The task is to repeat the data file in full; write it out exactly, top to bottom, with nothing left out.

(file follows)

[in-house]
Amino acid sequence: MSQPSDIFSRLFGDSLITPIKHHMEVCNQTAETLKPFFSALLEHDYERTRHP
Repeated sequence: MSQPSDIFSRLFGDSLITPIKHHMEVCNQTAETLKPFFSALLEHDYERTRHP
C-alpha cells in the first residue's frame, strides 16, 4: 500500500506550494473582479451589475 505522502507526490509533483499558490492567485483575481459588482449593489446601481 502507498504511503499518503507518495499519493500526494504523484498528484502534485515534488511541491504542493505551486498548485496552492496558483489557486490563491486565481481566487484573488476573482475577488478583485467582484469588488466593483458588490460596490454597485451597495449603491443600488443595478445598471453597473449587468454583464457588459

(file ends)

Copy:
[in-house]
Amino acid sequence: MSQPSDIFSRLFGDSLITPIKHHMEVCNQTAETLKPFFSALLEHDYERTRHP
Repeated sequence: MSQPSDIFSRLFGDSLITPIKHHMEVCNQTAETLKPFFSALLEHDYERTRHP
C-alpha cells in the first residue's frame, strides 16, 4: 500500500506550494473582479451589475 505522502507526490509533483499558490492567485483575481459588482449593489446601481 502507498504511503499518503507518495499519493500526494504523484498528484502534485515534488511541491504542493505551486498548485496552492496558483489557486490563491486565481481566487484573488476573482475577488478583485467582484469588488466593483458588490460596490454597485451597495449603491443600488443595478445598471453597473449587468454583464457588459